The Tsimane women in Bolivia are believed to be the most fertile in the world with an average family size of nine to ten children in their lifetimes. Some women of the community are even more fertile than others.

Researchers from the University of California at Santa Barbara collected information of 986 indigenous women in Bolivia and found about seventy percent of the population are infected by a parasitic worm.

Details of the study are published in the latest issue of Science journal. It suggests the worm is altering their immune systems and this is further helping them in becoming pregnant faster and easier.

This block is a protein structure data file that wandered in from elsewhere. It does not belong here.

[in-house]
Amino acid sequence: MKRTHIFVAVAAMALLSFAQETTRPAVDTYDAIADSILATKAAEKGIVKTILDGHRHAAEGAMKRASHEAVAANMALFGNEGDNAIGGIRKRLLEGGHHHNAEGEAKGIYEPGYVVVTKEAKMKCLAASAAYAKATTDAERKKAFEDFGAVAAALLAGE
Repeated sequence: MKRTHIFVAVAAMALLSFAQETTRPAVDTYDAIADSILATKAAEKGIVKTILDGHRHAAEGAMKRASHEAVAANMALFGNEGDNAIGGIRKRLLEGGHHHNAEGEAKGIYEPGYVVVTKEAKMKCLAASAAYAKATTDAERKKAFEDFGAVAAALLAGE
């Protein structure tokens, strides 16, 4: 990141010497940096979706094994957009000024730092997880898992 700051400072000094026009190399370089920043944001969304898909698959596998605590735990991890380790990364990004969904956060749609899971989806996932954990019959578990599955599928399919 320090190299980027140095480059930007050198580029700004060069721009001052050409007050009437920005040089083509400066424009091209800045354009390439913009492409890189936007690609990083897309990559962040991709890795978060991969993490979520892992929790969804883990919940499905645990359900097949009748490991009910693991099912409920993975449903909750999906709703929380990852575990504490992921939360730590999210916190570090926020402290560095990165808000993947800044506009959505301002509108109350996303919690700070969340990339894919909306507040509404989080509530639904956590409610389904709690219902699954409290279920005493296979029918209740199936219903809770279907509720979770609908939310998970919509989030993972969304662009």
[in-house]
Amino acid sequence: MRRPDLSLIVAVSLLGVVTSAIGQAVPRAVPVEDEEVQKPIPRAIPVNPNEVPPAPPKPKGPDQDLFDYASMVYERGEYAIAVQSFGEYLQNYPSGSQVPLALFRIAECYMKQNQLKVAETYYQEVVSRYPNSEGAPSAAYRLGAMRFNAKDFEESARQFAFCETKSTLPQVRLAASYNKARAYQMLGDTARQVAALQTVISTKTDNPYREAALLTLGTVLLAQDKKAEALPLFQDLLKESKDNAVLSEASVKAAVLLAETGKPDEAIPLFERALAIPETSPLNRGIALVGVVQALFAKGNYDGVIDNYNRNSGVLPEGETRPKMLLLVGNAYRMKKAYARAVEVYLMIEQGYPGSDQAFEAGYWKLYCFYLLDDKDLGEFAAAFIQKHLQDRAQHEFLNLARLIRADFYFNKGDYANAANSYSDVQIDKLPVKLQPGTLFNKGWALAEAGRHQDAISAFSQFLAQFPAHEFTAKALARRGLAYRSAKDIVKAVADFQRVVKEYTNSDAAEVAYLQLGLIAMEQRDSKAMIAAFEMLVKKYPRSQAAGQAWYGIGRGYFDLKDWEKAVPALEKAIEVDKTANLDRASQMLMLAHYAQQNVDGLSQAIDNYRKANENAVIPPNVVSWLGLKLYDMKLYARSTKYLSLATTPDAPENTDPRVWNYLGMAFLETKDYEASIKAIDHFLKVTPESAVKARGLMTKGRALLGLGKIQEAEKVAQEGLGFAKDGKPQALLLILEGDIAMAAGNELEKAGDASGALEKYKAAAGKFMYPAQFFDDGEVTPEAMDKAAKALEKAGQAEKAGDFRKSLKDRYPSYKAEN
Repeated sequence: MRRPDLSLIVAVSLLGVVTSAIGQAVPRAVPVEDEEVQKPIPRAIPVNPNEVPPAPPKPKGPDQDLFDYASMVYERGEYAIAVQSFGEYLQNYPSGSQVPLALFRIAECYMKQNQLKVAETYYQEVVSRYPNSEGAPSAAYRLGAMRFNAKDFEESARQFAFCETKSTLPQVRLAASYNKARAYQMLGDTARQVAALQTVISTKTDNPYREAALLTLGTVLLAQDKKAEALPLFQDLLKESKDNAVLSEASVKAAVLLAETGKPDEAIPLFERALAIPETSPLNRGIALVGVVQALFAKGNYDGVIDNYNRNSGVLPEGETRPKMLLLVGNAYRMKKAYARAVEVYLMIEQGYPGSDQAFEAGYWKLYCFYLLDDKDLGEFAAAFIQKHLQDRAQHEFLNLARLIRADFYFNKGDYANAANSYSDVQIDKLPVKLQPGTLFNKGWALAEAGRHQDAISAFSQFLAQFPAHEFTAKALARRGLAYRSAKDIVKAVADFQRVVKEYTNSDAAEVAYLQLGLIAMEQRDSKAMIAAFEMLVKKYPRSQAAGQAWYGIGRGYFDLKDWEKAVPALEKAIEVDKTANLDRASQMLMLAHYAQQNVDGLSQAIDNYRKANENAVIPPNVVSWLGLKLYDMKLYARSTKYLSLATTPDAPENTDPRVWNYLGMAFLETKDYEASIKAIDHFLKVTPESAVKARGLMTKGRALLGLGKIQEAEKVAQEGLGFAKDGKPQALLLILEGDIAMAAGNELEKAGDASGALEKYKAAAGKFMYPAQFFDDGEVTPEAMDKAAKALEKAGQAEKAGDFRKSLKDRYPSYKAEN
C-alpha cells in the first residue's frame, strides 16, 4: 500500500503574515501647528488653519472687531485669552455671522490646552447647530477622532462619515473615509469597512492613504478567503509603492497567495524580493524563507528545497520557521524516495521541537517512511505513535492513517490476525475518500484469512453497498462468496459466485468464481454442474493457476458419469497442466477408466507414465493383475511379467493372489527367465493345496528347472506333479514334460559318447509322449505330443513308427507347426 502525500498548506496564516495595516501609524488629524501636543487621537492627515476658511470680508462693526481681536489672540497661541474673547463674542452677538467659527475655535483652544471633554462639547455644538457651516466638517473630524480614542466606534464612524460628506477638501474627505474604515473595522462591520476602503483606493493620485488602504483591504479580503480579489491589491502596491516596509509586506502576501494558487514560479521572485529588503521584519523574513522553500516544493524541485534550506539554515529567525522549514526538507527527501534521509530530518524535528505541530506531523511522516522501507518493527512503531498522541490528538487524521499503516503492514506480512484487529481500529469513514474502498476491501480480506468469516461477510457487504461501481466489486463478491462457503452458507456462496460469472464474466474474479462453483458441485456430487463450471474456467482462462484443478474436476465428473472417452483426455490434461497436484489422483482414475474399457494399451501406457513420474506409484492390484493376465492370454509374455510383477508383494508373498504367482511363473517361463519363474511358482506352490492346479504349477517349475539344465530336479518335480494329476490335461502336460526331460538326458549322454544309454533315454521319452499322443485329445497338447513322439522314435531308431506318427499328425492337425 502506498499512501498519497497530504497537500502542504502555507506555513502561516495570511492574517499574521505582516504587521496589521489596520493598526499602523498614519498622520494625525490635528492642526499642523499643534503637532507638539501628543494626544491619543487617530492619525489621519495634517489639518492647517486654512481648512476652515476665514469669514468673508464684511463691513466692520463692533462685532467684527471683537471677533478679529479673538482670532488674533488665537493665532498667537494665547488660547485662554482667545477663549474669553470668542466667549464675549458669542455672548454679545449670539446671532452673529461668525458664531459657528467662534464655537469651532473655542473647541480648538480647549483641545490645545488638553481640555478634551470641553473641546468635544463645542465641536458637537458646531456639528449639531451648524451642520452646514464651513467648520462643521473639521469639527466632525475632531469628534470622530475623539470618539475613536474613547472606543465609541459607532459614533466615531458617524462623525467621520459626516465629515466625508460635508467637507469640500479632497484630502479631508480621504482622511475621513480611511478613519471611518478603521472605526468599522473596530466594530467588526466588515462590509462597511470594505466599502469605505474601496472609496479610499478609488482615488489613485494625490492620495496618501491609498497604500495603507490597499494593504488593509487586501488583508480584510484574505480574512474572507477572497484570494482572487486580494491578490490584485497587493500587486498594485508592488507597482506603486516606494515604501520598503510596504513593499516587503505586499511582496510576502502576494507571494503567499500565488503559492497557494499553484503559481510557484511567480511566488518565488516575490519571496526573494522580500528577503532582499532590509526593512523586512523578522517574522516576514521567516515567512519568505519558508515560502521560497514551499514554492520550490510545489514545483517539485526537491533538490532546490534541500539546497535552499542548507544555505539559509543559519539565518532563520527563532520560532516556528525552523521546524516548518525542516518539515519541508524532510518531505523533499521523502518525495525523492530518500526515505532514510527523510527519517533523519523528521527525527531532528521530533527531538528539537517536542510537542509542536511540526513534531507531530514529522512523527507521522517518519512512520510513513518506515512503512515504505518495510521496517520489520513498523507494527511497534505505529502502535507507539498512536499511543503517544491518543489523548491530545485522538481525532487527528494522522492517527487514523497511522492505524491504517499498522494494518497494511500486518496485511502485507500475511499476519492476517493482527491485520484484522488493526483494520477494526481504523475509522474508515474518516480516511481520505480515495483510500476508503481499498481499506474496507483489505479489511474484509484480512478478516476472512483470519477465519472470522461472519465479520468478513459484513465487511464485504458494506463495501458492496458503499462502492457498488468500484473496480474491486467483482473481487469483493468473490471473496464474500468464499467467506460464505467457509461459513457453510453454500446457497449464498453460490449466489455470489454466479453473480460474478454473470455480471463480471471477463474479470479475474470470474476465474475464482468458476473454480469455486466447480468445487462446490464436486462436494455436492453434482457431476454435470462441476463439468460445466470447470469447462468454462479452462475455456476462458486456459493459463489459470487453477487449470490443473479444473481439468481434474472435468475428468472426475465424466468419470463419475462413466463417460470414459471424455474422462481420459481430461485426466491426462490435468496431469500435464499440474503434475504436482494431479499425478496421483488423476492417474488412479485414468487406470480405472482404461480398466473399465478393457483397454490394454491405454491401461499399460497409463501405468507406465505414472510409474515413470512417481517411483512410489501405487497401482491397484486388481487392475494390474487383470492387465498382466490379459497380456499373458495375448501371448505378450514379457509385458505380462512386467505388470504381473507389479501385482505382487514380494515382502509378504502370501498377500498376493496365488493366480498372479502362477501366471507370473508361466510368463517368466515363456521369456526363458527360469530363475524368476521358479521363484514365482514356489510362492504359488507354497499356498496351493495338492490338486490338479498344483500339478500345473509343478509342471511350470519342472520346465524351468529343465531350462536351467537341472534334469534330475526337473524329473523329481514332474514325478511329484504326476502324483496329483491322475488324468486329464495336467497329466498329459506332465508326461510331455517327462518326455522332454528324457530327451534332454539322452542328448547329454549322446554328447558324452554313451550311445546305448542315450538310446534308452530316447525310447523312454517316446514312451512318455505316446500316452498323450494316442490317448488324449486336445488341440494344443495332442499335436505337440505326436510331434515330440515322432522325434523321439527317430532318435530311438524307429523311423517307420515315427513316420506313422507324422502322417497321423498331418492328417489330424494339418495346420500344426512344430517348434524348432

It is said those who are infected with roundworm has up to twelve children and others who are infected with hookworm has up to seven children.

Lead author of the study, Aaron Blackwell, said the roundworm infection is linked with earlier first births as well as it shortens the inter-birth intervals where as the hookworm infection is associated with delayed first births and extended inter-birth intervals.

Findings also add that up to one-third of people across the world live with such parasitic worm infections.

Professor Blackwell added the infections probably alter the immune systems of women to become more or less friendly towards pregnancy.

However, he warned further research is to be done before recommending anything related to anyone.

Roundworms infections are common and it causes fever, shortness of breath, anaemia and also leads to fatal complications in some cases.